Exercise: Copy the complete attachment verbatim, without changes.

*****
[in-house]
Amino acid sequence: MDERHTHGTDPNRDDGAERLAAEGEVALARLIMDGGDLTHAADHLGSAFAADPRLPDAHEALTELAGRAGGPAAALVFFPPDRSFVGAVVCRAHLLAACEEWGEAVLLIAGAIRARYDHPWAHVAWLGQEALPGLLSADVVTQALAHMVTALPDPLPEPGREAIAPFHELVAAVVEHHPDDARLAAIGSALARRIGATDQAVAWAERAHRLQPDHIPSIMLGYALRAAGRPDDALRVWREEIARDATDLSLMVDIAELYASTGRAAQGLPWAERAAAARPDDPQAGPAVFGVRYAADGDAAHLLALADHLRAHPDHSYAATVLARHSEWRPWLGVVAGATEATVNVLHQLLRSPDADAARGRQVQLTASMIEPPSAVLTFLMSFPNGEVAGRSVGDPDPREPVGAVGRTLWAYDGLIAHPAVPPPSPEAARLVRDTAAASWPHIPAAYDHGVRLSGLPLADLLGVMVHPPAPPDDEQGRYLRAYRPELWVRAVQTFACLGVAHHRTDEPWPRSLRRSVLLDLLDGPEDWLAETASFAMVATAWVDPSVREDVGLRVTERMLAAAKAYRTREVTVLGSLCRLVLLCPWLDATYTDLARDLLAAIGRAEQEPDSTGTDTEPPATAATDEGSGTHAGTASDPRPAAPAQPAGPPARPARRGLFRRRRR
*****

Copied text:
[in-house]
Amino acid sequence: MDERHTHGTDPNRDDGAERLAAEGEVALARLIMDGGDLTHAADHLGSAFAADPRLPDAHEALTELAGRAGGPAAALVFFPPDRSFVGAVVCRAHLLAACEEWGEAVLLIAGAIRARYDHPWAHVAWLGQEALPGLLSADVVTQALAHMVTALPDPLPEPGREAIAPFHELVAAVVEHHPDDARLAAIGSALARRIGATDQAVAWAERAHRLQPDHIPSIMLGYALRAAGRPDDALRVWREEIARDATDLSLMVDIAELYASTGRAAQGLPWAERAAAARPDDPQAGPAVFGVRYAADGDAAHLLALADHLRAHPDHSYAATVLARHSEWRPWLGVVAGATEATVNVLHQLLRSPDADAARGRQVQLTASMIEPPSAVLTFLMSFPNGEVAGRSVGDPDPREPVGAVGRTLWAYDGLIAHPAVPPPSPEAARLVRDTAAASWPHIPAAYDHGVRLSGLPLADLLGVMVHPPAPPDDEQGRYLRAYRPELWVRAVQTFACLGVAHHRTDEPWPRSLRRSVLLDLLDGPEDWLAETASFAMVATAWVDPSVREDVGLRVTERMLAAAKAYRTREVTVLGSLCRLVLLCPWLDATYTDLARDLLAAIGRAEQEPDSTGTDTEPPATAATDEGSGTHAGTASDPRPAAPAQPAGPPARPARRGLFRRRRR